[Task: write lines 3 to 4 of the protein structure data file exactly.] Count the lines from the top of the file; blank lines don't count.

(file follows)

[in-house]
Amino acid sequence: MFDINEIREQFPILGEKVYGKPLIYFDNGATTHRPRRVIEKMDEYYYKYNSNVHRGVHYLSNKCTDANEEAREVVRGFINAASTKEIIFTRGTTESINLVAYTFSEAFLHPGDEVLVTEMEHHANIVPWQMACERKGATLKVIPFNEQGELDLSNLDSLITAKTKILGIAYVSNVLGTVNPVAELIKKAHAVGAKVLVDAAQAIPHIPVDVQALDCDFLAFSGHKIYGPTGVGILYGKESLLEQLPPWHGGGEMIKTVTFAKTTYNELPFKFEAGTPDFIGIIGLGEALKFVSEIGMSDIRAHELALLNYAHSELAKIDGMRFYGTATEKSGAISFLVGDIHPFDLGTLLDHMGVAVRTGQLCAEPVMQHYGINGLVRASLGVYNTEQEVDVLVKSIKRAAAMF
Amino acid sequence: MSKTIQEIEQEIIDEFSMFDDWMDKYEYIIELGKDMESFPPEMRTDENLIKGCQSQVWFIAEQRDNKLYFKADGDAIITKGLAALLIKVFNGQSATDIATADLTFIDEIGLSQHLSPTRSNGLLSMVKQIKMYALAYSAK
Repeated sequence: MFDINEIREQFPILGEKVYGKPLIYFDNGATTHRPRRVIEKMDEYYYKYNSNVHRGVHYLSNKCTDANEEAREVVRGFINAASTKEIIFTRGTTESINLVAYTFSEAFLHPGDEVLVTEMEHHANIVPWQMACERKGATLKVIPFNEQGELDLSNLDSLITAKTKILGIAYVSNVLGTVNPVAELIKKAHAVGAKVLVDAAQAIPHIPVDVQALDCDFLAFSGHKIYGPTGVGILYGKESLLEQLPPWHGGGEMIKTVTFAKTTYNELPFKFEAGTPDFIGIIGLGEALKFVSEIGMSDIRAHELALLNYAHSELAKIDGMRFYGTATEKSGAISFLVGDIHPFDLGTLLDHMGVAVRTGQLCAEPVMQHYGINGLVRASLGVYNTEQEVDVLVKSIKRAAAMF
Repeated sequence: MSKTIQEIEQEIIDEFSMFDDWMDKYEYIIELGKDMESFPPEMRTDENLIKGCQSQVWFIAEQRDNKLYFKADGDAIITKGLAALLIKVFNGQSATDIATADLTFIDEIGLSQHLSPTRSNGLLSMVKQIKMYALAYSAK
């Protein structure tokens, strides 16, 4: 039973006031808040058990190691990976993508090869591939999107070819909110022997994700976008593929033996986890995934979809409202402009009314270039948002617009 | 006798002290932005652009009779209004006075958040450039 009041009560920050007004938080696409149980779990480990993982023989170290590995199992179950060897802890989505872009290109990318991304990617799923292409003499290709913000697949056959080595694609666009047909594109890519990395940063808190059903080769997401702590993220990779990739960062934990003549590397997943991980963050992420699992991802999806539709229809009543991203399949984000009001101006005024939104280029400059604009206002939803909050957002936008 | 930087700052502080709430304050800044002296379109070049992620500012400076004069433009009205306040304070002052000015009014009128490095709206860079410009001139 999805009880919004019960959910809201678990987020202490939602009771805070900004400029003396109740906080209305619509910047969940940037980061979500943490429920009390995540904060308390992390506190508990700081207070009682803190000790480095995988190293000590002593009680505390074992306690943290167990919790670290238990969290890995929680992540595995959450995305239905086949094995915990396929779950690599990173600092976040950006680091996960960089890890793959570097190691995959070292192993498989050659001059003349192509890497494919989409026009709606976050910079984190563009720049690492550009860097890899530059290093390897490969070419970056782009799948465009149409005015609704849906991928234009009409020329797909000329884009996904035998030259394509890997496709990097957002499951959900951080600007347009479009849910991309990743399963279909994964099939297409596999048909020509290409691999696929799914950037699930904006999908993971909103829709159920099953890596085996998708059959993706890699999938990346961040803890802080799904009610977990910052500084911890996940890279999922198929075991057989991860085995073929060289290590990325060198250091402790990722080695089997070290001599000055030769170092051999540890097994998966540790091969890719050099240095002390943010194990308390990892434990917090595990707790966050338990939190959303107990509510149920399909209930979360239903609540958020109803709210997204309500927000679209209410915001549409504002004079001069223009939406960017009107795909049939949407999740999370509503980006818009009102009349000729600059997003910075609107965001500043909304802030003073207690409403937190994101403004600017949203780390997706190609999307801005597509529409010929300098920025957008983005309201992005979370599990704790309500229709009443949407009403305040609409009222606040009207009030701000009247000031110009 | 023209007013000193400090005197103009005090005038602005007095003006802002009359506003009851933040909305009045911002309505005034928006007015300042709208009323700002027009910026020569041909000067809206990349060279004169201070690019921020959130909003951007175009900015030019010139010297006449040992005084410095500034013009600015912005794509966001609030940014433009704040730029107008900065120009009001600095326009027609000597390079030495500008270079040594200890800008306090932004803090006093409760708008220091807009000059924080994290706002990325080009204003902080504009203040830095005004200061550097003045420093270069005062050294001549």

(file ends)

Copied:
Amino acid sequence: MSKTIQEIEQEIIDEFSMFDDWMDKYEYIIELGKDMESFPPEMRTDENLIKGCQSQVWFIAEQRDNKLYFKADGDAIITKGLAALLIKVFNGQSATDIATADLTFIDEIGLSQHLSPTRSNGLLSMVKQIKMYALAYSAK
Repeated sequence: MFDINEIREQFPILGEKVYGKPLIYFDNGATTHRPRRVIEKMDEYYYKYNSNVHRGVHYLSNKCTDANEEAREVVRGFINAASTKEIIFTRGTTESINLVAYTFSEAFLHPGDEVLVTEMEHHANIVPWQMACERKGATLKVIPFNEQGELDLSNLDSLITAKTKILGIAYVSNVLGTVNPVAELIKKAHAVGAKVLVDAAQAIPHIPVDVQALDCDFLAFSGHKIYGPTGVGILYGKESLLEQLPPWHGGGEMIKTVTFAKTTYNELPFKFEAGTPDFIGIIGLGEALKFVSEIGMSDIRAHELALLNYAHSELAKIDGMRFYGTATEKSGAISFLVGDIHPFDLGTLLDHMGVAVRTGQLCAEPVMQHYGINGLVRASLGVYNTEQEVDVLVKSIKRAAAMF